Thomson (1908) commented that before Bau came to power, Verata, Rewa and Cakaudrove seem to have been the only powers that wielded influence beyond their boundaries. Routledge (1985) recorded that Verata possessed some control northwards towards the Ra coast and southwards to the Rewa delta, as my inquiries in the 1950s had shown. It extended its hegemony to the island of Viwa, and the Roko Tui Viwa heeded the authority of the Ratu of Verata. It maintained a tributary network throughout Vanua Levu, where chiefly families, as in Lomaiviti, acknowledge a Verata origin.

Oral tradition explains how Verata established control over her places of initial contact in Vanua Levu by sending tributary expeditions, and by sending emigrants from Verata and from her spheres of influence in Ra to Vanua Levu in order to found colonies. Because of these traditional ties between Verata and Nakorotubu, Ra, an army under Naboutuiloma, war leader of the Gonesau people of Nakorotubu, went in support of Verata to Vanua Levu to collect tribute and to display the power of Verata. It divided into two parts. One followed the north coast and one followed the south coast. As the army progressed, it left settlers behind or arranged for other settlers to come out to Vanua Levu. Malodani, a chief of Navatu people living on the eastern Ra coast, came out to Natewa Bay in order to settle as Verata’s representative and to protect the settlers. Matawalu, another Navatu chief, came out and expanded the Verata sphere of influence by leaving settlers among the local population along the south coast from Natewa Bay to Udu Point, at the east end of Vanua Levu. At its zenith, Verata’s area of influence extended east of Vanua Levu to the island of Laucala, whose people claim to be descended from Buatavatava, and to the islands of northern Lau as well as the islands of Naqelelevu and Cikobia which were subject to Laucala.

The traditions of the overseas development of the matanitū of Verata provide a good illustration of how an expanding polity with long lines of communication to tributary polities could be organised administratively. Organisation was essential if demands were to be passed down from the paramount to the tributaries and tribute brought eventually to the paramount. My enquiries support Sayes (1984), who recorded that tribute was brought to Verata from Vanua Levu along traditional sala volivoli or tribute paths. One path started from Udu Point at the east tip of Vanua Levu and went along the north coast as far as Labasa. Thence it crossed the dividing range to Wailevu. A second path went along the south coast of Vanua Levu also to Wailevu. Labasa and Wailevu were regarded as tribute collecting centres, and tribute was taken eventually to Verata. It is possible that the island of Laucala was also a collecting centre for northern Lau and other islands subject to Laucala.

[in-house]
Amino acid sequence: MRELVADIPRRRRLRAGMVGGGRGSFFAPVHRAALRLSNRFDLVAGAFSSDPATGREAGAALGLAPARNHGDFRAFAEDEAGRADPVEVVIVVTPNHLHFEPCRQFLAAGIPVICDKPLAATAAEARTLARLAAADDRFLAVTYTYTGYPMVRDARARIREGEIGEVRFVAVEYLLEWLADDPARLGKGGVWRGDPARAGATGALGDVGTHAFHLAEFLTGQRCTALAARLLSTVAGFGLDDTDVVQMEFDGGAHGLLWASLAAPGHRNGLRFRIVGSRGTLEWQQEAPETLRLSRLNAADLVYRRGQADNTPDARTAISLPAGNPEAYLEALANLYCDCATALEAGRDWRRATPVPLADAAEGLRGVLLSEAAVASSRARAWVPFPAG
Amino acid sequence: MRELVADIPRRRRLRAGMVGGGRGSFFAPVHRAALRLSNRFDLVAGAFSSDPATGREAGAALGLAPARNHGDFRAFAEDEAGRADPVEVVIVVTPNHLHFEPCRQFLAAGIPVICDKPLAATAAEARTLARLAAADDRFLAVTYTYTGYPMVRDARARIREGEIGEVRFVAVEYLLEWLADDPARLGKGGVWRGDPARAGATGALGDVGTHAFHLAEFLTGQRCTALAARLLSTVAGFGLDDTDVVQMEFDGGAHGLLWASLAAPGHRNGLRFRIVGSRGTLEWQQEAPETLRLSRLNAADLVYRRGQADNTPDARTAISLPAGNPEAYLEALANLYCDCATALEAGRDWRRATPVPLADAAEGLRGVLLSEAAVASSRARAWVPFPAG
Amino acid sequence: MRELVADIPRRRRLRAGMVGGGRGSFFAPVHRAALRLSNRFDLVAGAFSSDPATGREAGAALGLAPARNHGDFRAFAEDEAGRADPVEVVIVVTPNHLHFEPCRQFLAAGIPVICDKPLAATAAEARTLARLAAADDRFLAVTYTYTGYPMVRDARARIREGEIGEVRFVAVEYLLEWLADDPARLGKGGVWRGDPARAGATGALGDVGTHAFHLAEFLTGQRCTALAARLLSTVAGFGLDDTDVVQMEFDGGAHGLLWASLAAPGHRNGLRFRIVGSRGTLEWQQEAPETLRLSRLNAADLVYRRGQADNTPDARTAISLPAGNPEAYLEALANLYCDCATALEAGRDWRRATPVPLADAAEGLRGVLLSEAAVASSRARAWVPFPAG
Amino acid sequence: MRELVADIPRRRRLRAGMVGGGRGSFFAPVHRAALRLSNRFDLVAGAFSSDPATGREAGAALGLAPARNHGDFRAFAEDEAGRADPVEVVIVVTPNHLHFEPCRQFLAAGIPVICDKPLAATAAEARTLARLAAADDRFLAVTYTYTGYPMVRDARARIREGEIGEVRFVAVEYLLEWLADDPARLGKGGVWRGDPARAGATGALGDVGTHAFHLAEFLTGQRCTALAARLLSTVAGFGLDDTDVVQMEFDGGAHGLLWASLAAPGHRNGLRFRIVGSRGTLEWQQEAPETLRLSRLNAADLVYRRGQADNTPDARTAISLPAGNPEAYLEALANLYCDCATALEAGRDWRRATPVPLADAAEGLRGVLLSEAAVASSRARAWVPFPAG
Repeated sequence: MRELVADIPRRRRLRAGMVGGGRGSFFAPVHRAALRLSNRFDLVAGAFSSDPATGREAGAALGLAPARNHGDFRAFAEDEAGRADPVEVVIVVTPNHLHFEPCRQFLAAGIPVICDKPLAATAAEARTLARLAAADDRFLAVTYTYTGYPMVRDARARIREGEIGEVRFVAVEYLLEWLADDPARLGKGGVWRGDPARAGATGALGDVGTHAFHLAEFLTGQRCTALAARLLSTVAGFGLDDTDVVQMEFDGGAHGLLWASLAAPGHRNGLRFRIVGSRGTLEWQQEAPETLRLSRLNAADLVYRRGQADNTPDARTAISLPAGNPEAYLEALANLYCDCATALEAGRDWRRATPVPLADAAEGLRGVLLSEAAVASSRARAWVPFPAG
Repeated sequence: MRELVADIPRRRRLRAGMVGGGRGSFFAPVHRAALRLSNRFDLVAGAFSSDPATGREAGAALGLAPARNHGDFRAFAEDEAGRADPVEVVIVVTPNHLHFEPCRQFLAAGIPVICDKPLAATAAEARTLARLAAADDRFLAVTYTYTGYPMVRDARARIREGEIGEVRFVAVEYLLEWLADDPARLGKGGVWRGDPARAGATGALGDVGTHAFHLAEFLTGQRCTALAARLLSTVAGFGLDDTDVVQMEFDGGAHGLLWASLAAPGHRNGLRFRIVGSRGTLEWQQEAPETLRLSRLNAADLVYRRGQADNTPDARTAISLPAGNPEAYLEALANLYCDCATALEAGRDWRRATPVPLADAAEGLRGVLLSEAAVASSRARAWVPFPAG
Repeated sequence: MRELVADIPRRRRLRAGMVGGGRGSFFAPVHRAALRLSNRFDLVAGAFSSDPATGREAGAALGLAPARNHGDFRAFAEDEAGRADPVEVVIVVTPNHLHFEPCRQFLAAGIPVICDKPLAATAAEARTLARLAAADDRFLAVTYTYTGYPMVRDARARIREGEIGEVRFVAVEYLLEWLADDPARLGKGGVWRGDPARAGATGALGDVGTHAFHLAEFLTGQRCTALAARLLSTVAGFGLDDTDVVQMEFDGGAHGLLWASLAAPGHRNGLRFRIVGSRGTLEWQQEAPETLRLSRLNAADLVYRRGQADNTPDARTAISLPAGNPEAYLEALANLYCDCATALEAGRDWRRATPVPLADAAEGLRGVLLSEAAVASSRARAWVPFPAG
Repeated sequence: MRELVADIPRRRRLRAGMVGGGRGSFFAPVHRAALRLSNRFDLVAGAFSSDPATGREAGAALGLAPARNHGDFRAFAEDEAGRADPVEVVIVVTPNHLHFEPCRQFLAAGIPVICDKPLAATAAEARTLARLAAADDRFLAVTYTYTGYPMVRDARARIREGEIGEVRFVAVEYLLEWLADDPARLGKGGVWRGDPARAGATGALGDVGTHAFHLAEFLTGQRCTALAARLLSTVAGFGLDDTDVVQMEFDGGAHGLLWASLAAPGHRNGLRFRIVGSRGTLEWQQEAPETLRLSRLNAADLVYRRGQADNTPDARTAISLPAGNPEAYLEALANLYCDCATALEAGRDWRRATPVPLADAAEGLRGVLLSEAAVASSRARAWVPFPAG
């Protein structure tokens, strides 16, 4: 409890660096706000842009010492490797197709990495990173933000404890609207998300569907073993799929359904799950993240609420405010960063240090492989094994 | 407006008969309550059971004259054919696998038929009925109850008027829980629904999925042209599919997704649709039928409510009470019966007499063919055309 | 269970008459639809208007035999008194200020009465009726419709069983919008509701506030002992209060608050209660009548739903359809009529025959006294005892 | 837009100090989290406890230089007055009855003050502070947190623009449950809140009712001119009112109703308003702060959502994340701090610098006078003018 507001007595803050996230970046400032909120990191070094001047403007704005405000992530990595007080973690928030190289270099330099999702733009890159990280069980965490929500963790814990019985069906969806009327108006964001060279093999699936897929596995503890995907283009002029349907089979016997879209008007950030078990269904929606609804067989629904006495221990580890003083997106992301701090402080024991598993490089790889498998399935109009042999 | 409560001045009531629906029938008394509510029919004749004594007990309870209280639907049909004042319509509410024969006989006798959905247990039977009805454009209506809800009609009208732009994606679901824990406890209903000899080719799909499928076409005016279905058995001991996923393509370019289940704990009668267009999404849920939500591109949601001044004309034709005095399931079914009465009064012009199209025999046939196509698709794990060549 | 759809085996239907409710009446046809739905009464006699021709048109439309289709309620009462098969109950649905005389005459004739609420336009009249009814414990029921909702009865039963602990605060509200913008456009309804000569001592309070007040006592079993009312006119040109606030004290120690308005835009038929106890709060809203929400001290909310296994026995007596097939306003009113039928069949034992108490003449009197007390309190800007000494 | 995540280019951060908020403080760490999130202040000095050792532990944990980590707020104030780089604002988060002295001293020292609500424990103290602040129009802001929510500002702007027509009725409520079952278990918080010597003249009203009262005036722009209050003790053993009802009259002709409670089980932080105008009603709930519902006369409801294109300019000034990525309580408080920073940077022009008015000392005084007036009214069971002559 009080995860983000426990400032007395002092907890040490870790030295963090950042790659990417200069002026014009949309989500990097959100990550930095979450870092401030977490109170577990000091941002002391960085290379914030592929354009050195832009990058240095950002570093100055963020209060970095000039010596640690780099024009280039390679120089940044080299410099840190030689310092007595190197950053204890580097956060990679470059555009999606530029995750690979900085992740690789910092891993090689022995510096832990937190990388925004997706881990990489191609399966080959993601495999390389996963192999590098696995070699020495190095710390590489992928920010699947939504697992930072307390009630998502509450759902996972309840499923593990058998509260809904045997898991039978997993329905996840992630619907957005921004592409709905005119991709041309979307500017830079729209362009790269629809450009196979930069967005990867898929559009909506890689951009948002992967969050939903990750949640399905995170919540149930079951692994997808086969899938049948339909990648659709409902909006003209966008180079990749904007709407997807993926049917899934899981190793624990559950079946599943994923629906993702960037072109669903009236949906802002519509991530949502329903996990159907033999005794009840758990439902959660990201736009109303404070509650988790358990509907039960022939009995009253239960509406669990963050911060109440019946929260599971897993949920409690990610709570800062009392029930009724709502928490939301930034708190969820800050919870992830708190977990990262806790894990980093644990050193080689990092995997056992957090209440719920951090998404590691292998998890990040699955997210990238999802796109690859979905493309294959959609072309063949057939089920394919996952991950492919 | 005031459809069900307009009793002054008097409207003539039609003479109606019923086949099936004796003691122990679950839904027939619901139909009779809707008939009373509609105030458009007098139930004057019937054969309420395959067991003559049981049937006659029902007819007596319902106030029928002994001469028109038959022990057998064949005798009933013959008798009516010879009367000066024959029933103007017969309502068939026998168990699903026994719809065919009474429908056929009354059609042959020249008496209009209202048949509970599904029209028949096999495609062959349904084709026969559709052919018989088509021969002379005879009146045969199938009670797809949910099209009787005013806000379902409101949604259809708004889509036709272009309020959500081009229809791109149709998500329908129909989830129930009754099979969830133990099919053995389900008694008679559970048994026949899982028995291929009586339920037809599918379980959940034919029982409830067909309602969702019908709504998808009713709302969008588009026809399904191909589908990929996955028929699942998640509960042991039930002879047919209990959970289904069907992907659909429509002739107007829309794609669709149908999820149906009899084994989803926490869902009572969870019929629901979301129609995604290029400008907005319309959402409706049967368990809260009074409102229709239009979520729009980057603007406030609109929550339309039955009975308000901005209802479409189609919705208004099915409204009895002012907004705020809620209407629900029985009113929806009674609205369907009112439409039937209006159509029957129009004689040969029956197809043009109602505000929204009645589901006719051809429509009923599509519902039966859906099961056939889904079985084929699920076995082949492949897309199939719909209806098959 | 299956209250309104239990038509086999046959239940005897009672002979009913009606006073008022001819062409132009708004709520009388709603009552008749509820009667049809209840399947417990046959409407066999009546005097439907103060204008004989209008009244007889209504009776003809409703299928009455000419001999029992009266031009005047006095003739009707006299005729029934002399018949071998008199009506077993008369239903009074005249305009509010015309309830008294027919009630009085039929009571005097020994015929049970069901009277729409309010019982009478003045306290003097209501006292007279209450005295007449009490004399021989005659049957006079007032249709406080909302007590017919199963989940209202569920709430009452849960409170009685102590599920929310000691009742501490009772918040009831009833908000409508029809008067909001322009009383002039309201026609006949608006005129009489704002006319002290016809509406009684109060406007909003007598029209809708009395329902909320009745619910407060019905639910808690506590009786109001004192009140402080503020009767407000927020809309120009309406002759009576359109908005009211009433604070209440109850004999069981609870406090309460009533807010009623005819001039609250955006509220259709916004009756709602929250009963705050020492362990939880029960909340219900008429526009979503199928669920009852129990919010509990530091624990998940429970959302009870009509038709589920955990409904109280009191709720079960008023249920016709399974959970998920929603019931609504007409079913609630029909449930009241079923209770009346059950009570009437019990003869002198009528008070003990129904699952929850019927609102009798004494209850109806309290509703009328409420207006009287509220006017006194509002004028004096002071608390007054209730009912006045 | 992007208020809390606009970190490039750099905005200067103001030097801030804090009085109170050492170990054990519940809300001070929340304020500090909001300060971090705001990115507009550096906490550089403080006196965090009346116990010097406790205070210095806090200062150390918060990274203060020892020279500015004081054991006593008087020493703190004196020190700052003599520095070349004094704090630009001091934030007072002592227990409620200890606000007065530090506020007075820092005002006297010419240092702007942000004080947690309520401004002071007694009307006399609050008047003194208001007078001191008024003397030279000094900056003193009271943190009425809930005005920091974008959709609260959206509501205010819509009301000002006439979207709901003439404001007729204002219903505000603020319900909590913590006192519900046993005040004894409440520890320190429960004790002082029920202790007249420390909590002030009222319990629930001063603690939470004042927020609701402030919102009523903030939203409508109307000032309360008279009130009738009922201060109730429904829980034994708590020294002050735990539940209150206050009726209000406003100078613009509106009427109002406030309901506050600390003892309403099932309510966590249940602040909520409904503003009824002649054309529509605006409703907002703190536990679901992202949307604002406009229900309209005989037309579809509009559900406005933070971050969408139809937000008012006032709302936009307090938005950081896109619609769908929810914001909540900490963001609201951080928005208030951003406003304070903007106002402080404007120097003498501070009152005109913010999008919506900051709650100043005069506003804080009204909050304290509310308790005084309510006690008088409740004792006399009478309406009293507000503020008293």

Verata’s power was based on its military strength, spiritually legitimised through Rokomoutu and Vueti and their myths of origin in the Nakauvadra Mountains. It maintained its military expansion through a system of settling people from Verata, as well as its relations in Ra, as colonists with chiefs such as Malodani as representatives. Oral accounts up to this point in time indicate how the matanitū of Verata developed into a major polity, of considerable geographical size and of considerable socio-political complexity. Verata's powers, however, then began to decline; and it may have experienced administrative difficulties in maintaining long lines of communication in Vanua Levu that led in part to the weakening of Verata.

Oral tradition records that there was a successful rebellion by southern Vanua Levu people against Malodani, the Verata representative; and finally Verata's paramount position in Vanua Levu was negated by superior Bauan military power.

The matanitū of Bau and of Cakaudrove proceeded to dominate the areas previously subject to Verata. From time to time Verata tried to reassert itself, but without success. For instance, on one occasion, Bau was preparing to assist its ally Vuna on Taveuni in a struggle with Cakaudrove, because this would have been an opportunity to reduce the power of Cakaudrove as a potential rival. Verata tried to take advantage of the occasion to attack Bau but was beaten off.

Eventually the power of Verata was so reduced in the politics of Fiji that the Ratu of Verata was not even invited to join the recognised paramounts and sign the Deed of Cession in 1874. By the end of the century Thomson (1908) commented that Verata then controlled less than ten miles of coastline. Nevertheless, Verata is still highly respected as a polity, and hers is by no means a case similar to that of Greece where, as Byron mourned, ‘All except her sun is set’.